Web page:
Norman Samish wrote:
>"Why is there something rather than nothing?"
> When I heard that Famous Question, I did not assume that "nothing" was
> describable - because, if it was, it would not be "nothing." I don't think
> of "nothing" as an empty bitstring - I think of it as the absence of a
> bitstring - as "no thing."
> Given that definition, is there a conceivable answer to The Famous Question?
This formulation is known to be problematic. The second part "rather
than nothing" is at best redundant and at worse meaningless or
contradictory. As far as I know, all alternative formulations are
also problematic for some reason (but everybody is welcome to
propose its own). It might be that there exist no sound formulation
for the question. This does not means that the problem it is
supposed to "points to" does not exist or is meaningless. I imagine
that all of us for which the question is not meaningless share a
common intuition about it even if it cannot be clearly spoken of.
I like the formulation "question of existence" which simply refer
to such a common intuition while it leaves completely open many
issues otherwise closed or biased (just like in "Who created the
I am not sure that the semantic disctinction between "nothing" and
"no thing" helps much. For instance, it brings in the concept of
"thing" which might not be necessary and lead us in a wrong direction.
I have followed only a small part of discussions in this group and
the following idea might have been proposed and commented many times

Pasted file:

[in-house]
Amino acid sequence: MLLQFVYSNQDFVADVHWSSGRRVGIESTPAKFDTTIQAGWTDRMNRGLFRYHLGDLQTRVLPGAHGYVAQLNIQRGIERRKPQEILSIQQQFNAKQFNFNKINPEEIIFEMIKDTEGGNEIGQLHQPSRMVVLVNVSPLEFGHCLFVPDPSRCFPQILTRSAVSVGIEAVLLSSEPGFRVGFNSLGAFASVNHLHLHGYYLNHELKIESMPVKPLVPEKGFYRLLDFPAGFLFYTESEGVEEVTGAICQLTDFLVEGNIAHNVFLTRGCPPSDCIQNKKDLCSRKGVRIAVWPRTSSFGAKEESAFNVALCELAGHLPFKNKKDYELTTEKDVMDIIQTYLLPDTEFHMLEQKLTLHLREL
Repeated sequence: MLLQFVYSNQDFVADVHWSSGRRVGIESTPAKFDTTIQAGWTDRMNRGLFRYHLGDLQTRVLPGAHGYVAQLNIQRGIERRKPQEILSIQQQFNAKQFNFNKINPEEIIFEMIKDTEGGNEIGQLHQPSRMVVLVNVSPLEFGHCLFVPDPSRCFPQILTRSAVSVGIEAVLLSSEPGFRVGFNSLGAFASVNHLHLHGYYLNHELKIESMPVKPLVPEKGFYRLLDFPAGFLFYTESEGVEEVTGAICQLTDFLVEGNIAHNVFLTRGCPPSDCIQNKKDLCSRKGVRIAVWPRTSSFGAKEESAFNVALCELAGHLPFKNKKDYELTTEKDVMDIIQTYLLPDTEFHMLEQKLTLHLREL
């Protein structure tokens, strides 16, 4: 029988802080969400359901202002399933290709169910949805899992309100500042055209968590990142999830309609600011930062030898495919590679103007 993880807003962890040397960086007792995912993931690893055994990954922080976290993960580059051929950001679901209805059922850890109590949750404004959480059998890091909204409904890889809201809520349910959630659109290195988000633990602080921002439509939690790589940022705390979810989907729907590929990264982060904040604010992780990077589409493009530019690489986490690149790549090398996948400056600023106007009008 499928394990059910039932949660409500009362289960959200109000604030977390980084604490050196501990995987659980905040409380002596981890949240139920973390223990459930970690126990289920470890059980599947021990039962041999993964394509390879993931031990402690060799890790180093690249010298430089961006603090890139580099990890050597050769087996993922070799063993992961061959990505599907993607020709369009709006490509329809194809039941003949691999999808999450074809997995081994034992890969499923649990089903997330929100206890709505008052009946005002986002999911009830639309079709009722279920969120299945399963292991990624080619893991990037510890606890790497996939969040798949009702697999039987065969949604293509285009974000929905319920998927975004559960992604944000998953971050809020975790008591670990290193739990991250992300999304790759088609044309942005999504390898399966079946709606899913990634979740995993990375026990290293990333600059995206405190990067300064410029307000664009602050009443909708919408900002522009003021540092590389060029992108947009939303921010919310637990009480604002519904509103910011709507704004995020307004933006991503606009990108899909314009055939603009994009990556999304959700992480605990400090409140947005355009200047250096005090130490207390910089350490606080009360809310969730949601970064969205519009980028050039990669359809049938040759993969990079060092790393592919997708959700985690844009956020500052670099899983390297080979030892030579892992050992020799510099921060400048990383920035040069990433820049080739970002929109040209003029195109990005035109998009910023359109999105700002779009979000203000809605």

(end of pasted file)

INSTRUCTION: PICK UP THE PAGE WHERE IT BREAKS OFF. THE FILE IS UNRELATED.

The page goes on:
but what about arithmetical realism? Answers to the question of
existence often involve some kind of "necessary being" (usually
called "God"). What about the idea that "natural numbers" *have to*
in some way "float around" (in an intemporal sense)? "Being 2"
could make sense even if nobody/nothing exists to figure out that.
An answer to the question of existence would then simply be:
something exists because "this" has to exist (and this is something).
I understood that it is a quite common idea in this group that
"we could be the sons of natural numbers". So, not only the natural
numbers could "have to" exists but it could also be that nothing more
needs to exist for all what we see also exist.
Something wrong? Comments? I would also appreciate references about
the first appearances of these ideas.
You received this message because you are subscribed to the Google Groups
"Everything List" group.
To post to this group, send email to firstname.lastname@example.org
To unsubscribe from this group, send email to [EMAIL PROTECTED]
For more options, visit this group at